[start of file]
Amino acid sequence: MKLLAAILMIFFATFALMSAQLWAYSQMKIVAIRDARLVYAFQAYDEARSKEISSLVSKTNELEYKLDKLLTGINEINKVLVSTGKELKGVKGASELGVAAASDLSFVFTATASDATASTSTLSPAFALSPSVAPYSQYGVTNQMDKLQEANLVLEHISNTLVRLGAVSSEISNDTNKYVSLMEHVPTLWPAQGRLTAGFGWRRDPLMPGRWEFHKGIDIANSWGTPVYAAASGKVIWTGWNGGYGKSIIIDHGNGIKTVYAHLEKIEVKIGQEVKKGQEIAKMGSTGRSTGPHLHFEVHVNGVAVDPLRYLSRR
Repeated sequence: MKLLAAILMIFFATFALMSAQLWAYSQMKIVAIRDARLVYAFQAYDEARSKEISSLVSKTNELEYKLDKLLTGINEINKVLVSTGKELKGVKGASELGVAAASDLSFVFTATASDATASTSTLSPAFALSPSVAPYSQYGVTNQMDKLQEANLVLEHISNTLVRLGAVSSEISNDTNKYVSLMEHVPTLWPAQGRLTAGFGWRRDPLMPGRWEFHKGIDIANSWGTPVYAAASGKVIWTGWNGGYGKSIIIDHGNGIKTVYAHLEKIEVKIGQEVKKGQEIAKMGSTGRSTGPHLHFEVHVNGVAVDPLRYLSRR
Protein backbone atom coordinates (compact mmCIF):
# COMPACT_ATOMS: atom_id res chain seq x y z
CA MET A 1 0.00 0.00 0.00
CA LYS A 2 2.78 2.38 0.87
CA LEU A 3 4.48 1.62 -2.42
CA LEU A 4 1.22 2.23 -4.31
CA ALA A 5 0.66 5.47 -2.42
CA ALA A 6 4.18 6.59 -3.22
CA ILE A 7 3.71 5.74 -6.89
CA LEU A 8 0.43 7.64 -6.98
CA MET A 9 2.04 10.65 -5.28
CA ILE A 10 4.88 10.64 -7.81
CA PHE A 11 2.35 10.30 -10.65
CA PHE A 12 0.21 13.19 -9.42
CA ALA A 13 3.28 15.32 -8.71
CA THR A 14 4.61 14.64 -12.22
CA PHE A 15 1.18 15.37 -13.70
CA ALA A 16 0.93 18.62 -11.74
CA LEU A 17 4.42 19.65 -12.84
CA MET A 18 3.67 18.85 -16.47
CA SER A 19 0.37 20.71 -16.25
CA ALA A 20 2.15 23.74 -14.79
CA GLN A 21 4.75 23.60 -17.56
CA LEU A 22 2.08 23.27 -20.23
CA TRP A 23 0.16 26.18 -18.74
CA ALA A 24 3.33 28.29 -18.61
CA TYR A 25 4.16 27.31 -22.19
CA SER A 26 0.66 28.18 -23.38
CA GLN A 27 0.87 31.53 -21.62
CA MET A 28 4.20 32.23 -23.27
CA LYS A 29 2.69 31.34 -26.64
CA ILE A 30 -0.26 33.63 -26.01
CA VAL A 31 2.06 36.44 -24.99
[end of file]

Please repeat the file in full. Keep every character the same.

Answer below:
Amino acid sequence: MKLLAAILMIFFATFALMSAQLWAYSQMKIVAIRDARLVYAFQAYDEARSKEISSLVSKTNELEYKLDKLLTGINEINKVLVSTGKELKGVKGASELGVAAASDLSFVFTATASDATASTSTLSPAFALSPSVAPYSQYGVTNQMDKLQEANLVLEHISNTLVRLGAVSSEISNDTNKYVSLMEHVPTLWPAQGRLTAGFGWRRDPLMPGRWEFHKGIDIANSWGTPVYAAASGKVIWTGWNGGYGKSIIIDHGNGIKTVYAHLEKIEVKIGQEVKKGQEIAKMGSTGRSTGPHLHFEVHVNGVAVDPLRYLSRR
Repeated sequence: MKLLAAILMIFFATFALMSAQLWAYSQMKIVAIRDARLVYAFQAYDEARSKEISSLVSKTNELEYKLDKLLTGINEINKVLVSTGKELKGVKGASELGVAAASDLSFVFTATASDATASTSTLSPAFALSPSVAPYSQYGVTNQMDKLQEANLVLEHISNTLVRLGAVSSEISNDTNKYVSLMEHVPTLWPAQGRLTAGFGWRRDPLMPGRWEFHKGIDIANSWGTPVYAAASGKVIWTGWNGGYGKSIIIDHGNGIKTVYAHLEKIEVKIGQEVKKGQEIAKMGSTGRSTGPHLHFEVHVNGVAVDPLRYLSRR
Protein backbone atom coordinates (compact mmCIF):
# COMPACT_ATOMS: atom_id res chain seq x y z
CA MET A 1 0.00 0.00 0.00
CA LYS A 2 2.78 2.38 0.87
CA LEU A 3 4.48 1.62 -2.42
CA LEU A 4 1.22 2.23 -4.31
CA ALA A 5 0.66 5.47 -2.42
CA ALA A 6 4.18 6.59 -3.22
CA ILE A 7 3.71 5.74 -6.89
CA LEU A 8 0.43 7.64 -6.98
CA MET A 9 2.04 10.65 -5.28
CA ILE A 10 4.88 10.64 -7.81
CA PHE A 11 2.35 10.30 -10.65
CA PHE A 12 0.21 13.19 -9.42
CA ALA A 13 3.28 15.32 -8.71
CA THR A 14 4.61 14.64 -12.22
CA PHE A 15 1.18 15.37 -13.70
CA ALA A 16 0.93 18.62 -11.74
CA LEU A 17 4.42 19.65 -12.84
CA MET A 18 3.67 18.85 -16.47
CA SER A 19 0.37 20.71 -16.25
CA ALA A 20 2.15 23.74 -14.79
CA GLN A 21 4.75 23.60 -17.56
CA LEU A 22 2.08 23.27 -20.23
CA TRP A 23 0.16 26.18 -18.74
CA ALA A 24 3.33 28.29 -18.61
CA TYR A 25 4.16 27.31 -22.19
CA SER A 26 0.66 28.18 -23.38
CA GLN A 27 0.87 31.53 -21.62
CA MET A 28 4.20 32.23 -23.27
CA LYS A 29 2.69 31.34 -26.64
CA ILE A 30 -0.26 33.63 -26.01
CA VAL A 31 2.06 36.44 -24.99